The past couple weeks, my students have been working on a music video of their own to encourage people to do something. Religion is a rather tough subject sometimes as the majority of my students are not catholic. I have been looking for ways to take the lessons that they are to be learning and bring them to a worldly context that applies to everyone’s personal journey of faith, be it limited, devout or non-existent.
My students fell in love with the song Do Something by Matthew West early in the year. When I showed them the music video, I instantly knew they needed to make their own video. The kids planned and helped shoot the video and I put them together in iMovie for them over the weekend. When I showed the kids this morning, they were thrilled, excited and proud of the work. The reaction from parents and administration has also been extremely positive. I am so proud of the kids for taking ownership over this project and seeing the value no matter their personal beliefs.
One of my biggest take aways from this year is to create experiences for students. Allow them to gain skills and expose them to real world situations where the knowledge piece is put to use in the real world. By having students involved in the process of planning, my students looked for ways to connect the knowledge to the real world. Together we created critical thinking challenges and looked for ways to relate what we were learning to jobs we might have in the future.
Recently, my students looked for jobs that had to do with weather and the things we were learning in Science. We found out that weather was very important to many fields of employment and you needed to understand these concepts to perform your job. One example was that a pilot would need to know how wind direction and speed affects the plane. Together we took it to the next level of how they could build a machine to measure the weather using the recyclable materials we were collecting. You can see our plan we developed here: 5A Design a Weather Machine Challenge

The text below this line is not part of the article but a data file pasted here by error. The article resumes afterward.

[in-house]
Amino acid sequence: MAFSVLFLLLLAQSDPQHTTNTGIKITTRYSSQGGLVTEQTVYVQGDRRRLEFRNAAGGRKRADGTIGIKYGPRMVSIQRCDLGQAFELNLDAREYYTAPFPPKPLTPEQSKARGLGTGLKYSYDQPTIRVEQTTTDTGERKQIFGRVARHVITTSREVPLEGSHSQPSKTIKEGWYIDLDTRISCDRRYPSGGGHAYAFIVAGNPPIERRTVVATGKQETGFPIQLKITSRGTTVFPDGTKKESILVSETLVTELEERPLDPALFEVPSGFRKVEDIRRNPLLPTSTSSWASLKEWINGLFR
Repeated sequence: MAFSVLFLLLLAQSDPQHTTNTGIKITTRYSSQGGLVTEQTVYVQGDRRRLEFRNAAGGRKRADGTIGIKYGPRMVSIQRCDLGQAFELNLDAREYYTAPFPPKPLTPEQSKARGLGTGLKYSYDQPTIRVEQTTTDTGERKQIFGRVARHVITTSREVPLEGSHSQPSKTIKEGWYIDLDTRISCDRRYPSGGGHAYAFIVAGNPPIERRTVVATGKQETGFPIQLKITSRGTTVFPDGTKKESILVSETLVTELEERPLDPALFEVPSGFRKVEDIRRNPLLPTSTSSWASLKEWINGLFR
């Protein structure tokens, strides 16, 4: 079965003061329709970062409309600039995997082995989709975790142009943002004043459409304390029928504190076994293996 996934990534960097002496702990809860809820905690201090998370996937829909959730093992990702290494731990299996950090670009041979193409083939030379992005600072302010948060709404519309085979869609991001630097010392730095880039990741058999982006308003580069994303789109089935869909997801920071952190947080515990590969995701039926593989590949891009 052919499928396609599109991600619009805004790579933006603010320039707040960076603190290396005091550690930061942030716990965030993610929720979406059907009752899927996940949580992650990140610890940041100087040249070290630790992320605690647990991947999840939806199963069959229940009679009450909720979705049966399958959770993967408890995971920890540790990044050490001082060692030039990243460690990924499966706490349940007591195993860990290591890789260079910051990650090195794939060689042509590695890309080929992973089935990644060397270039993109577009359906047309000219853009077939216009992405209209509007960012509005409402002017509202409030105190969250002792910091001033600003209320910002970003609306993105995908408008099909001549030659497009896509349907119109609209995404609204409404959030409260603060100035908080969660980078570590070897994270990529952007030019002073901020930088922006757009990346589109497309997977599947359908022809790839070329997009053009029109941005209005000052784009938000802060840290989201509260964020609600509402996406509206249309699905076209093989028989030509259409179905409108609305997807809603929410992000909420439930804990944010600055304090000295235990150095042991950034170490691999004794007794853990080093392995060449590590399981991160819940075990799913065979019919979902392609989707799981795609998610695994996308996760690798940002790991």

Next week we will get a chance to take our machines outside and test them out to see how effective they are at measuring the direction of the wind. The students will have the opportunity to market their machines and build plans as well. All of my students worked extremely hard and rose to the challenge. I am seeing higher levels of success because the students see a connection between skills, knowledge and the world.
Here are some photos from our build day
On Friday afternoon, I planned an art lesson to start looking at the 4 process skills in art and how to reflect on their work. It will tie it into what will be a future LA writing piece in descriptive writing. In order to create more buy-in and excitement from the students, I used the Ikea Soft Toy Co-Creation Competition. The kids know how much I love Ikea and they love contests. They were instantly hooked and excited to plan and share. We put a 1 hour time limit on their own work, knowing that we would need a little bit more time to work on them on Monday.
We got to work and all 42 kids were immediately invested in their work. Our Vice Principal came in to ask the kids a question regarding their technology. He asked if he could interrupt for a moment, and before I could answer the kids yelled out “NO!”. Every few seconds, I had a student coming to me for feedback and suggestions on how they could create the best monster art that will hopefully become a soft toy at Ikea. They were even discussing which charity they would donate their prize. It was very cool! What I saw was pride in their learning. They want to learn and they see value in what they are learning. They were extremely eager to show off their learning. I saw their pride in their self-assessments/reflection as well. They were very aware of the criteria set out and what they could do to improve their work if needed.
In our class, Craig and I have very high expectations of the learning that occurs. The kids are serious about their learning as well. They are eager to explain their learning to anyone and if they aren’t sure how to answer the question, they aren’t afraid to say so but will try as well. One of my favourite phases I am starting to hear repeated by my students is “I don’t know, let’s find out!” when they are unsure of something. It tells me that I am starting to build the culture of risk taking that was one of my priorities going into the year.
There are some great things happening in our classroom and it is amazing to see what happens next.